On January 4, 1910, the St. Louis Post-Dispatch reported on a wildly tragic incident that had occurred in Des Moines, Iowa.
The strangest accident recorded in local history occurred here when Rhadamanthus, a duck which had taken prizes at the recent Iowa poultry show, exploded into several hundred pieces, one of which struck Silas Perkins in the eye, destroying his sight.
The cause of Rhadamanthus' untimely explosion was a pan of yeast. This, standing upon Perkins' back porch, tempted the duck, which gobbled it all up. Upon returning from church, Mr. Perkins discovered his prize duck in a loggy condition. Tell-tale marks around the pan of yeast gave him a clew [sic] to the trouble.
He was about to pick up the bird when it exploded with a loud report, and Perkins ran into the house, holding both hands over one eye. A surgeon was called, and it was found that the eyeball had been penetrated by a fragment of flying duck. He gave no hope that the sight could be saved.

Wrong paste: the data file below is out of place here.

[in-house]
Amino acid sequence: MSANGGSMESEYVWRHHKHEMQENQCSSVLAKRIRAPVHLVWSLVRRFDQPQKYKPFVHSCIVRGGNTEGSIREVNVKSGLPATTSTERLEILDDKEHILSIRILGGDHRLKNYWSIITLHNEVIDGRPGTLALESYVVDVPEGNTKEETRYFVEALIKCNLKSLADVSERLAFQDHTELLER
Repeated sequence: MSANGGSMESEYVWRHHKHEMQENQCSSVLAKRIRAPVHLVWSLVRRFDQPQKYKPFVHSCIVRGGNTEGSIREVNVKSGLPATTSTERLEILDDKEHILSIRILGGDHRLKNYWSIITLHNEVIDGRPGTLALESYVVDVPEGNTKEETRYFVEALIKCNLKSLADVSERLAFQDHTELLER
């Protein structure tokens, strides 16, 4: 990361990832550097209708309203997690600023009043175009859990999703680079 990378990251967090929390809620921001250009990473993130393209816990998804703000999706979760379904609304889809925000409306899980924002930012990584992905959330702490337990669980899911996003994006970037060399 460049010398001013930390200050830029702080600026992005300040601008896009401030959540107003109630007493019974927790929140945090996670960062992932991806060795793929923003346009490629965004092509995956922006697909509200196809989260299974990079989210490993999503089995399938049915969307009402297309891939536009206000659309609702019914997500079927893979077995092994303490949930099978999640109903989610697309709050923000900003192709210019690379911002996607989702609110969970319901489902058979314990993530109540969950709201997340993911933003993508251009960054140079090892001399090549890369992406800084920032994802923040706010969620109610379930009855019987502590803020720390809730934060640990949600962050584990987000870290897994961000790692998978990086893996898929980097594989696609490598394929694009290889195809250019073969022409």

The Washington Post also reported on the incident several months earlier, noting that "A stiff northerly gale was blowing at the time and give dark brown duck feathers were wafted so far as Great Notch and fluttered into the open window of the smoker of that admirable Erie Railroad train." The Post also has a bit more detail on the late Rhadamanthus, who, they note, "was no ordinary or ornery duck." Rhadamanthus's grandfather, Nebuchadnezzar, was also renowned for this fortune-telling prowess.
An editor from The Locomotive cast doubt on whether the yeast was indeed the cause of this ducksplosion. Snopes has also tried to quack the case.
The fate of Mr. Silas Perkins remains unknown.
Image: Acarpentier / Wikimedia Commons (CC 3.0)